The job for life no longer exists. The average (median) tenure for people’s current jobs in the UK is now significantly less than 4 years, yet only 25 years ago it was almost 10 years. The average number of different jobs held in a lifetime is now 11.8 for men and 10.6 for women.
For young professionals, the stats are even more surprising. Professionally qualified individuals under the age of 35 move jobs, on average, every 2 years 2 months. Once that age profile moves to 35-45 it improves, but only to 3 years 1 month.
Many, amid this landscape of increasing mobility, turn the notion of a permanent job on its head and become self-employed or freelance – a trend that’s increased since the onset of the recession. There are now367,000 more people who are self-employed than there were in 2008, the UK Office for National Statistics said, with the total now standing at 4.2 million. More than 200,000, or 60% of these, became self-employed between 2011 and 2012. Across Europe, by country, between 11% and 39% of the workforce is self-employed.
Even within interim management – a profession in which practitioners by definition trade independently, delivering assignments via their own service companies, a trend is visible towards fragmentation and diversity of work patterns: open relationships, is it were, rather than serial monogamy. According to recent data published in Executives Online’s “The Interim Report”, the portion of senior managers and executives conducting their interim management career by engaging in a number of concurrent clients and assignments, each part-time, has doubled over the past 10 years.
These “portfolio careers” for interim managers are part of a greater trend. Over the last decade there has been a growth in livelihoods earned via multiple simultaneous jobs on a part-time, flexible, non-executive, consulting or interim basis.
The positives of this way of working are well-documented:
- Freedom – to choose one’s work, the ability to steer the work in directions of interest.
- Flexibility – greater control over working hours, and the ability (at least in theory) to plan periods of downtime.
- Variety – avoiding rut and repetition by having a variety of projects on the go.
The negatives are less talked-about, and in many cases are mirror images of the positives:
- Insecurity – those with portfolio careers may not see an income stream beyond the next few months, and there is constant pressure to deliver on current work while simultaneously looking for more.
- Repetition – a twist on the idea of variety: the client environment is different, but the work is the same. Clients engaging an independent often do so to de-risk a situation, bringing in someone with proven skills, which can mean practitioners often find themselves doing the same work over and over again.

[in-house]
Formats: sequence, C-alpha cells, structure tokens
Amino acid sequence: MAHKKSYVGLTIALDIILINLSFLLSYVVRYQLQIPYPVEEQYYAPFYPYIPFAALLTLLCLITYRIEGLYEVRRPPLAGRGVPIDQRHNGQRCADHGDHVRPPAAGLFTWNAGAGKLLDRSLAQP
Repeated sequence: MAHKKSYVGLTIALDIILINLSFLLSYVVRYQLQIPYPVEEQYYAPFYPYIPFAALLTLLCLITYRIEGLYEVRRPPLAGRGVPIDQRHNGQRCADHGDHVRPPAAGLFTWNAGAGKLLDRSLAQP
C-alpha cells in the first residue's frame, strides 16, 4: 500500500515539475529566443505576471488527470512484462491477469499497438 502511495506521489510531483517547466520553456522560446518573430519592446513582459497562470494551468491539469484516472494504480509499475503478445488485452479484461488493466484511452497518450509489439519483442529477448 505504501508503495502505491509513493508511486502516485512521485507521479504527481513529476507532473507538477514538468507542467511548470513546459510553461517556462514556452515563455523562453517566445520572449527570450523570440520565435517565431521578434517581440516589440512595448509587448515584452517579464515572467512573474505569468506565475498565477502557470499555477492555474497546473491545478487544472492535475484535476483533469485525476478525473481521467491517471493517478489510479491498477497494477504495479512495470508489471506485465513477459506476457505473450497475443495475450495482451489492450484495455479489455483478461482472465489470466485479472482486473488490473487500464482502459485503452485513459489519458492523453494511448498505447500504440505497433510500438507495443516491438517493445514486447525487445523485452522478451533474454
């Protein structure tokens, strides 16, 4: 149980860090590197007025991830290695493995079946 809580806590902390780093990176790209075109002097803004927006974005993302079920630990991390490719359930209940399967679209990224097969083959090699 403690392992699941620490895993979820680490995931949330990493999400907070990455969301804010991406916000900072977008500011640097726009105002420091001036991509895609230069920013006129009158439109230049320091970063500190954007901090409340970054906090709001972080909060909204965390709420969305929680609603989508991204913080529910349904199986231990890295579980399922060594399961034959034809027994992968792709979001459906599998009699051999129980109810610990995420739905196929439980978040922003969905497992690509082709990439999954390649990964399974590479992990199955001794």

- Over-commitment – as they seek to build a pipeline of work, portfolio careerists can find themselves beholden to multiple clients, more busy than when they were employed, yet with no one but themselves to delegate work to.
If you’re considering a change to a portfolio career, here are some things to consider:
- Do your CV and LinkedIn profile show an excellent track record of achievement, illustrating quickly and clearly what you can do? If not, invest some time (and perhaps some coaching on how to position yourself as a portfolio practitioner) in developing the documentation that will be your calling card. Before meeting you, prospective clients will Google you and seek you out on LinkedIn. Be sure what they find reflects who you are and what you can do.
- Are you physically and mentally fit enough to start a new project every six months? For all its attractions and PR, variety is not for everyone. Some who try interim management or other forms of independent/portfolio work find that they miss seeing the follow-on impact of their work, and the longer-term rewards and satisfaction of being part of an organisation.
- Are you financially secure enough to survive some bumps? Portfolio careerists almost without exception sometimes find themselves with less work on than they’d like. Is a drop in work and income a disaster for you and those close to you, or is it truly a welcome breather – and an opportunity to search for new work?
- Do you have a circle of business and professional relationships you can draw upon to source your first pieces of work? Many corporate roles and careers, while vital and interesting, can be somewhat inward-looking, or have stakeholders who would never be in the position to engage an independent. Who knows your work, whom you could call on for a project? This will make your business development easier. (Any contact is useful as a reference, so stay in touch even if a contact isn’t likely to hire you.)
- Do you interview well? The selection process for interim and project positions is much shorter and sharper than the corporate recruitment process. You must be able to sell yourself quickly and confidently.
- Do you have the skills to quickly assess what's going on in a totally new environment? You need to be able to analyse quickly, develop solutions and then deliver those solutions on time and within budget.
- Do you have good networking skills? You will need these skills – in person and online – to secure opportunities.
- Are you happy to live out of a suitcase when necessary? Projects will frequently be too far from your home location to allow you to commute daily.
- Can you multi-task? The very essence of portfolio working is keeping multiple bodies of work progressing all at the same time. If you prefer focusing on one thing, doing it very well, and then moving on, a true portfolio career may not be for you, although other forms of self-employment (such as interim management) may fit well.
Aspiring portfolio careerists who can answer "yes" to enough of these questions can forge for themselves a vibrant new career that satisfies their intellectual and financial needs.